It took Joe Biden’s pressure for the Ukrainian government to finally fire Shokin. Kaleniuk told USA Today, ” no one would have cared [to fire Shokin] if there had not been voices from outside this country calling on him to go.” As it turns out, Joe Biden worked against his son, trying to counter corruption in Ukraine.
This scandal comes in the wake of President Trump ostensibly pressuring Ukrainian President Volodymyr Zelenskiy to open an investigation against Joe Biden and his son, Hunter Biden as part of a political strategy. His phone call to Zelenskiy, in which he compelled the leader to do him “a favour” and openly announce the inquiry into Biden and implied that over 300 billion dollars of military aid would be withheld otherwise, has compelled many Democrats, and even some Republicans, to vouch for his impeachment.
The rationale behind this is that the President had abused his executive powers to manipulate foreign policy for his own personal gain, evident in his attempt to essentially blackmail a foreign power in order to put a prominent political opponent at a disadvantage, or even subject him to criminal charges. It is, however, still subject to debate whether this transgression can be interpreted as “high crimes and misdemeanours”, or a impeachable offence under the constitution.
How has the impeachment inquiry fared in terms of its progress and response?
By Tina Yong
Since the impeachment inquiry was initially launched by Democratic Speaker of the House, Nancy Pelosi, Trump appears to be more emboldened than ever, despite being roiled in possibly the most serious charge that could be levied against a sitting President. Like much of his responses to other scandals, he has been deflective and unapologetic, tweeting most recently that the inquiry is the “Greatest Witch Hunt in the History of the USA” and coordinating with his legal team to vigorously deny accusations of abuse of power. He was even audacious enough to publicly invite China to also launch an investigation against his fiercest political rival after having just been accused of abusing his powers to establish such a deal with another foreign power.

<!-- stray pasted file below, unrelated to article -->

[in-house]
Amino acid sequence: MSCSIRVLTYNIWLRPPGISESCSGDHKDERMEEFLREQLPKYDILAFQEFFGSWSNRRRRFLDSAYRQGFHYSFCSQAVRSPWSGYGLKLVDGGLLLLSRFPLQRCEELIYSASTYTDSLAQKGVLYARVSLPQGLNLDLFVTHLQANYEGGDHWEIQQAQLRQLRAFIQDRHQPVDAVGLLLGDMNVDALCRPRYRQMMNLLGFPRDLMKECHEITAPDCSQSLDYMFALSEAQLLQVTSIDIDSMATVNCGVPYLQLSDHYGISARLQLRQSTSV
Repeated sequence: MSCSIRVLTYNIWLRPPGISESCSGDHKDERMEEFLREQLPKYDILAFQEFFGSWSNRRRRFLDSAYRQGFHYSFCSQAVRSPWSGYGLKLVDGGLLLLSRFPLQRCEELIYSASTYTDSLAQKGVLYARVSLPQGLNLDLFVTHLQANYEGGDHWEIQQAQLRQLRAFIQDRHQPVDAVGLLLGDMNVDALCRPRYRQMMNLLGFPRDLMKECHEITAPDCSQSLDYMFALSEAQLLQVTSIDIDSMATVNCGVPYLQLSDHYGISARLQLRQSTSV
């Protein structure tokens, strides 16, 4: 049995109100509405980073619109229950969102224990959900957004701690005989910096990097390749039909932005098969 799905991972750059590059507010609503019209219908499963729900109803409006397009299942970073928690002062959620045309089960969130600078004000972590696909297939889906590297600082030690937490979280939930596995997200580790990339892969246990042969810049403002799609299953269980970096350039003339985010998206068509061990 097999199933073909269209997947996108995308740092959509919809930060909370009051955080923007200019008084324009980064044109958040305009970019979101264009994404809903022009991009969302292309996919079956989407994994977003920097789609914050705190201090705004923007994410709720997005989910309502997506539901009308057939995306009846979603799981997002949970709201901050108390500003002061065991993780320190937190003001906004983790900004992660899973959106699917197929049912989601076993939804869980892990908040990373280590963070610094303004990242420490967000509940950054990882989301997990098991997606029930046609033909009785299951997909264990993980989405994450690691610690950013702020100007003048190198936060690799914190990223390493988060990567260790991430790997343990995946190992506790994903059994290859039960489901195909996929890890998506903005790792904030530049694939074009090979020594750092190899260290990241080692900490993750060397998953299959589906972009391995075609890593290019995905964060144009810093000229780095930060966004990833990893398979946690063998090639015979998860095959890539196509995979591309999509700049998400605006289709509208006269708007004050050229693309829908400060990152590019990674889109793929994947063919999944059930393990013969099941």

The Greatest Witch Hunt in the history of our Country!
— Donald J. Trump (@realDonaldTrump) September 30, 2019
Not only has Trump expressed great outrage over the impeachment inquiry, his administration has conducted a concerted effort to inhibit its progress, including refusing to turn over key internal documents to House Democrats and attempting to block the US ambassador to the E.U. from testifying. The administration cited concerns of the impeachment effort taking on the form of an illegitimate partisan fight intended to reverse the outcome of the 2016 election, which resulted in sharp rebuke from the House Intelligence Committee Chairman, Adam Schiff.
The White House says there is nothing wrong with pressuring a foreign government to intervene in a US election.
They say: they will not cooperate with an impeachment inquiry unless it’s on their terms.
They mean: the President is above the law.
The Constitution says otherwise. https://t.co/fstH1bGT4Y
— Adam Schiff (@RepAdamSchiff) October 8, 2019
Despite considerable impediments, the Democrats’ investigation was granted much legitimacy last week, when a federal judge ruled that the impeachment inquiry is legally justified, dealing a huge blow to President Trump, who has been postulating quite the opposite. Key testimonies have occurred, with directly implicated figures speaking out on their version of events, such as Kurt Volker, the former Ukraine envoy, Laura Cooper, top Pentagon official in Ukraine, and Bill Taylor, acting US ambassador to Ukraine. Much of the testimony has corroborated the initial complaint in confirming that there was a quid pro quo scenario, in which military aid was promised in exchange for the Ukrainian president capitulating to Trump’s request for an investigation into the Bidens.
Testimonies are set to continue, with former National Security Advisor, John Bolton, and Trump’s personal lawyer, Rudy Giuliani, set to testify in the coming weeks. The next step, set to be voted on in the House, would be a passing a resolution which authorizes the House Intelligence Committee to hold public hearings in which witnesses can be called, along with determining other conditions of such hearings.
However, impeachment is still in its formative stages right now, with investigation — not punishment — of wrongdoing being the primary focus. If and when the President is impeached by the House by a vote, the trial portion of the process would commence, subjecting the fate of Trump’s presidency to a Republican-controlled Senate. For now, however, it appears that all there is to do is to listen closely, and wait.